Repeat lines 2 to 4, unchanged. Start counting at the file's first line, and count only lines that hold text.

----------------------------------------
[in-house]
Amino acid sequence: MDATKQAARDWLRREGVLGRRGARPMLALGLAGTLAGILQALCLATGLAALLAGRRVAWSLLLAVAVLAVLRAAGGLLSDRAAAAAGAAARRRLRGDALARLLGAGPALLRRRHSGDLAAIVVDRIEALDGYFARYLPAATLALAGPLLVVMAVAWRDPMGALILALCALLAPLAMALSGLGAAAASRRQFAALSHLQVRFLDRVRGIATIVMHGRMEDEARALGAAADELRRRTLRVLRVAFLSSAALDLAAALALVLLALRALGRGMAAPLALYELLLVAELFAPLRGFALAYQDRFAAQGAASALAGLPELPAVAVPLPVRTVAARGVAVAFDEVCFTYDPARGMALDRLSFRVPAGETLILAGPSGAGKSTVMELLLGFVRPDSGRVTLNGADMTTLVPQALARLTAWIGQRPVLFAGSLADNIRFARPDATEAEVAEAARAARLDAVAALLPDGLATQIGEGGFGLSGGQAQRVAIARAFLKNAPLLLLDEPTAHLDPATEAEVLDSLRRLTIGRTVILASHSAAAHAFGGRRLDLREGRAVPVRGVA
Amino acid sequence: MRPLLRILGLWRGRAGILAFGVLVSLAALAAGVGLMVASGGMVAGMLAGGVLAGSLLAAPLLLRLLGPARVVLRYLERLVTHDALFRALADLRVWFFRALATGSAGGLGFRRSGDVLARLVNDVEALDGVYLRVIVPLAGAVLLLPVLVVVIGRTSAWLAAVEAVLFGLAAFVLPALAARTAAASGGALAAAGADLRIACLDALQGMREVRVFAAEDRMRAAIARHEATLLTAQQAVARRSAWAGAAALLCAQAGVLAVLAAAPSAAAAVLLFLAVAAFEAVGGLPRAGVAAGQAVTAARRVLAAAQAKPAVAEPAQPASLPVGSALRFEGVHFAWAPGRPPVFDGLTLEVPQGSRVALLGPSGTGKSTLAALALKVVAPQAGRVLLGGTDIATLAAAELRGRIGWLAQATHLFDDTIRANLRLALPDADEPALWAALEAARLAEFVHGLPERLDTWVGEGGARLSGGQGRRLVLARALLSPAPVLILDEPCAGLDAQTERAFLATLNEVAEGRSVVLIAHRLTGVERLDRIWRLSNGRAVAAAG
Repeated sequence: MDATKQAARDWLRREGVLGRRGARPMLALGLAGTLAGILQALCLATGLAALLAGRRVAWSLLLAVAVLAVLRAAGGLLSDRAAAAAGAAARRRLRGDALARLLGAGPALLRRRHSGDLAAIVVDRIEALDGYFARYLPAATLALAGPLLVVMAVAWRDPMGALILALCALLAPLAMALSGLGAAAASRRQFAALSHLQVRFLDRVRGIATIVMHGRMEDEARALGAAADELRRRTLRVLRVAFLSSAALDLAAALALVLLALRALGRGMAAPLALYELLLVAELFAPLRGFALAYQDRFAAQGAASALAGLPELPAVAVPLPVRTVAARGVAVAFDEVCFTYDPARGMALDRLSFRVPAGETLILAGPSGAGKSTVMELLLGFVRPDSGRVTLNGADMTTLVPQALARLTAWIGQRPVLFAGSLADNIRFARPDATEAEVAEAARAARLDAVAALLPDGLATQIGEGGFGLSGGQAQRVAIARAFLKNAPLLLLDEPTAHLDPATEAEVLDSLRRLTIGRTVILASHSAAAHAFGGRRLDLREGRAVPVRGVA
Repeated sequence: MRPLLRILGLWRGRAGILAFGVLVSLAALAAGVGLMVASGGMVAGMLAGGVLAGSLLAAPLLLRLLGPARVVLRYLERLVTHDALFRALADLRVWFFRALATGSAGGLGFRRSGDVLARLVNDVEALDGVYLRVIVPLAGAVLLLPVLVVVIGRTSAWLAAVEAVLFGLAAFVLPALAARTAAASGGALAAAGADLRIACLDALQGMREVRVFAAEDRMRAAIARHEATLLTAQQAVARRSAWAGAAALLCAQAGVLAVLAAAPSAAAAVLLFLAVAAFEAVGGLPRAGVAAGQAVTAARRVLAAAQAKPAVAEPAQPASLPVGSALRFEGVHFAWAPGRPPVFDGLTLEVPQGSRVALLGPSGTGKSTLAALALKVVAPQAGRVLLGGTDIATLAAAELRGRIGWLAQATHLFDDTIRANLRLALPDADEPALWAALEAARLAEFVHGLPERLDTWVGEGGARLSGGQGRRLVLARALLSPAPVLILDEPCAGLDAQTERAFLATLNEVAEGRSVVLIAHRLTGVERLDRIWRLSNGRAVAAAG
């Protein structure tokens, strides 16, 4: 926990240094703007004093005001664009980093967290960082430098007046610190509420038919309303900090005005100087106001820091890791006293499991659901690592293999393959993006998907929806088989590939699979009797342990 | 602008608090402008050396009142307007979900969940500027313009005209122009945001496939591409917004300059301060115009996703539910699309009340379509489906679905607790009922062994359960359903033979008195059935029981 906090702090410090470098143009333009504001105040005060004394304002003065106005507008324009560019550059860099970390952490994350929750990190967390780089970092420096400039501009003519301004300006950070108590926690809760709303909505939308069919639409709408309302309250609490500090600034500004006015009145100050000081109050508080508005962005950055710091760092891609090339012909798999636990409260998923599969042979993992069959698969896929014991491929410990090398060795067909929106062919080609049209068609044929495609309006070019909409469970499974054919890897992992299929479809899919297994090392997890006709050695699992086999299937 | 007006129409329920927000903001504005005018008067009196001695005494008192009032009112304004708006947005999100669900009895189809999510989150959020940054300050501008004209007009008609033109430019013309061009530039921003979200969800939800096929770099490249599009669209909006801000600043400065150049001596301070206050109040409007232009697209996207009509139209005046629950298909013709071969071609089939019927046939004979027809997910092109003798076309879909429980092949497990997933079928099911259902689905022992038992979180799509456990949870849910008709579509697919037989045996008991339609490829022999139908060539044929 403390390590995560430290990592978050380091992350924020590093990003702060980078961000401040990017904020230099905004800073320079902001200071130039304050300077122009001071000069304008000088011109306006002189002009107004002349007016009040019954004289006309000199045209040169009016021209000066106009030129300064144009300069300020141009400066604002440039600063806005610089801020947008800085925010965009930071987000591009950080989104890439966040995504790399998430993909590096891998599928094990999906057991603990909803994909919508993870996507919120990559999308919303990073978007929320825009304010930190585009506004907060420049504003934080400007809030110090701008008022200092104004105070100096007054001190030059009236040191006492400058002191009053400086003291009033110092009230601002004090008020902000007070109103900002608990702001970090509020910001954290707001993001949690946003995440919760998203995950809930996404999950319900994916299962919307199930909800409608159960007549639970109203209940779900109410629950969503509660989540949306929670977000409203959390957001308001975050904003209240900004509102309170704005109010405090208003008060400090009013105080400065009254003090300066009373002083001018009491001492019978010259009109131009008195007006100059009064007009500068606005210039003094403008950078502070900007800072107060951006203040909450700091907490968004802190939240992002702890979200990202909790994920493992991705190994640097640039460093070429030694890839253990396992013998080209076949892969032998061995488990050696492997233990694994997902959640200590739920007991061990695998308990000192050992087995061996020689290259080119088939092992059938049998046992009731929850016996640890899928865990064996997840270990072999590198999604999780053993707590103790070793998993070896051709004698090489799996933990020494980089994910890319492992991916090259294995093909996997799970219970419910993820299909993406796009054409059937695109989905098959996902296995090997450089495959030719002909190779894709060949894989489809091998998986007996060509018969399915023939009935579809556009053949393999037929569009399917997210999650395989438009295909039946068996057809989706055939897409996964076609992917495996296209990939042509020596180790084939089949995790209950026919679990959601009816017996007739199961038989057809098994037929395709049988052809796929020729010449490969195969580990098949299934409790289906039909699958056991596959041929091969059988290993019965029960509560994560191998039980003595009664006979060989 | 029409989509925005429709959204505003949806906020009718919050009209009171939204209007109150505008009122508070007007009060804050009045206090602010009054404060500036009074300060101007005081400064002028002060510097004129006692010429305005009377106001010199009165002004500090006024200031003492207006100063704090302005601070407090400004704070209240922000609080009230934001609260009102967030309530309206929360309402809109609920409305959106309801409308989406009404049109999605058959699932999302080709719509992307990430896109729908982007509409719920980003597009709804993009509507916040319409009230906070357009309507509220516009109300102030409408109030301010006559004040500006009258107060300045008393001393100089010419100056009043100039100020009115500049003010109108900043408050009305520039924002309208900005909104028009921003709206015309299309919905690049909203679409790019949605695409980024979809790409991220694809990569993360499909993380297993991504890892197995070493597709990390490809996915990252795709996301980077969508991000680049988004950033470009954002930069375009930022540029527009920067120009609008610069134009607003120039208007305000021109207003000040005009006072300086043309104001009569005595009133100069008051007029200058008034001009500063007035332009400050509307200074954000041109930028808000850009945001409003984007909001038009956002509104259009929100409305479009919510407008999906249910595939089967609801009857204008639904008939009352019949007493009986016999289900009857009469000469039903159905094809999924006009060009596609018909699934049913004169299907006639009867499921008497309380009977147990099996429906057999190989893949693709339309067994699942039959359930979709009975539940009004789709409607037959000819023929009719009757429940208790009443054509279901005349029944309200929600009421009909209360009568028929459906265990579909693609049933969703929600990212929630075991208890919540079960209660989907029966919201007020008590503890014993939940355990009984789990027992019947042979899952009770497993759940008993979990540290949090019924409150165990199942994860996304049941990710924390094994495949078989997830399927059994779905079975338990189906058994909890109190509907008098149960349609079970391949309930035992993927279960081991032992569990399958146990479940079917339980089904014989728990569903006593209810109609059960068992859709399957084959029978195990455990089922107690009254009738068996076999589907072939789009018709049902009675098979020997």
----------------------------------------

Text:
Amino acid sequence: MDATKQAARDWLRREGVLGRRGARPMLALGLAGTLAGILQALCLATGLAALLAGRRVAWSLLLAVAVLAVLRAAGGLLSDRAAAAAGAAARRRLRGDALARLLGAGPALLRRRHSGDLAAIVVDRIEALDGYFARYLPAATLALAGPLLVVMAVAWRDPMGALILALCALLAPLAMALSGLGAAAASRRQFAALSHLQVRFLDRVRGIATIVMHGRMEDEARALGAAADELRRRTLRVLRVAFLSSAALDLAAALALVLLALRALGRGMAAPLALYELLLVAELFAPLRGFALAYQDRFAAQGAASALAGLPELPAVAVPLPVRTVAARGVAVAFDEVCFTYDPARGMALDRLSFRVPAGETLILAGPSGAGKSTVMELLLGFVRPDSGRVTLNGADMTTLVPQALARLTAWIGQRPVLFAGSLADNIRFARPDATEAEVAEAARAARLDAVAALLPDGLATQIGEGGFGLSGGQAQRVAIARAFLKNAPLLLLDEPTAHLDPATEAEVLDSLRRLTIGRTVILASHSAAAHAFGGRRLDLREGRAVPVRGVA
Amino acid sequence: MRPLLRILGLWRGRAGILAFGVLVSLAALAAGVGLMVASGGMVAGMLAGGVLAGSLLAAPLLLRLLGPARVVLRYLERLVTHDALFRALADLRVWFFRALATGSAGGLGFRRSGDVLARLVNDVEALDGVYLRVIVPLAGAVLLLPVLVVVIGRTSAWLAAVEAVLFGLAAFVLPALAARTAAASGGALAAAGADLRIACLDALQGMREVRVFAAEDRMRAAIARHEATLLTAQQAVARRSAWAGAAALLCAQAGVLAVLAAAPSAAAAVLLFLAVAAFEAVGGLPRAGVAAGQAVTAARRVLAAAQAKPAVAEPAQPASLPVGSALRFEGVHFAWAPGRPPVFDGLTLEVPQGSRVALLGPSGTGKSTLAALALKVVAPQAGRVLLGGTDIATLAAAELRGRIGWLAQATHLFDDTIRANLRLALPDADEPALWAALEAARLAEFVHGLPERLDTWVGEGGARLSGGQGRRLVLARALLSPAPVLILDEPCAGLDAQTERAFLATLNEVAEGRSVVLIAHRLTGVERLDRIWRLSNGRAVAAAG
Repeated sequence: MDATKQAARDWLRREGVLGRRGARPMLALGLAGTLAGILQALCLATGLAALLAGRRVAWSLLLAVAVLAVLRAAGGLLSDRAAAAAGAAARRRLRGDALARLLGAGPALLRRRHSGDLAAIVVDRIEALDGYFARYLPAATLALAGPLLVVMAVAWRDPMGALILALCALLAPLAMALSGLGAAAASRRQFAALSHLQVRFLDRVRGIATIVMHGRMEDEARALGAAADELRRRTLRVLRVAFLSSAALDLAAALALVLLALRALGRGMAAPLALYELLLVAELFAPLRGFALAYQDRFAAQGAASALAGLPELPAVAVPLPVRTVAARGVAVAFDEVCFTYDPARGMALDRLSFRVPAGETLILAGPSGAGKSTVMELLLGFVRPDSGRVTLNGADMTTLVPQALARLTAWIGQRPVLFAGSLADNIRFARPDATEAEVAEAARAARLDAVAALLPDGLATQIGEGGFGLSGGQAQRVAIARAFLKNAPLLLLDEPTAHLDPATEAEVLDSLRRLTIGRTVILASHSAAAHAFGGRRLDLREGRAVPVRGVA